• HR tells you that your harassment isn’t illegal, that you have to “work it out between yourselves.”
  • You finally, firmly confront your tormentor to stop the abusive conduct and you are accused of harassment.
  • You are shocked when accused of incompetence, despite a history of objective excellence, typically by someone who cannot do your job.
  • Everyone — co-workers, senior bosses, HR — agrees (in person and orally) that your tormentor is a jerk, but there is nothing they will do about it (and later, when you ask for their support, they deny having agreed with you).
  • Your request to transfer to an open position under another boss is mysteriously denied.

How can I deal with a workplace bully?

Katherine Crowley, author of ‘Working for You Isn’t Working for Me’ and ‘Working for You is Killing Me,’recommends the four Ds — detect, detach, depersonalize, and deal.

Detect involves naming/documenting the bullying behaviors that you are witnessing or experiencing — document what is happening and how the bully is targeting you (or others).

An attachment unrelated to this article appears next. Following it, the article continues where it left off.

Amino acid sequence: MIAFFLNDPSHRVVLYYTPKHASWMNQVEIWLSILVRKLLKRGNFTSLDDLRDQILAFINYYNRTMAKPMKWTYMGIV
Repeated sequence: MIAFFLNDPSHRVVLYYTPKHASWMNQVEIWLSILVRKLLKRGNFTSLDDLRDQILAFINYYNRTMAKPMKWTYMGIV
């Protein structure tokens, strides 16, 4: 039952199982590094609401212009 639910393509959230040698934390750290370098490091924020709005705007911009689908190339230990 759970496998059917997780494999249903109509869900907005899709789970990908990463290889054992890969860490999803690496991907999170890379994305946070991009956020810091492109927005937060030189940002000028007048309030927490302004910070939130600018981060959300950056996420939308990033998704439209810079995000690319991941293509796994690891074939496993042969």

Detach is to take a step away from the bullying by taking actions to restore your energy, repair your emotional state, and rebuild your confidence. Bullies take a serious toll on our health — mental, emotional and physical. It’s extremely important to counteract the negative effects of being bullied. Seek counsel for your mental health; exercise to release the toxins for your physical health; spend time with people who believe in you for your confidence.

To Depersonalize is to understand that you aren’t the first target and you won’t (unfortunately) be the last. It’s not about you — although bullies try to make it seem that way. This person is sick and taking out his or her illness on you.

Finally, Deal by taking some kind of action. You can report your experience to someone in the company who is in a position to do something about it. If no one is willing to address the bully, you may have to leave.

You may need help from others in order to manage the situation. Consider enlisting the help of a career coach, counselor, or mental health professional. A few other books to take a look at are ‘The Bully at Work,’ ‘The No Asshole Rule,’ ‘What Would Machiavelli Do?,’ ‘Can They Do That?,’ and ‘Brutal Bosses and Their Prey.’

– By Barbara Safani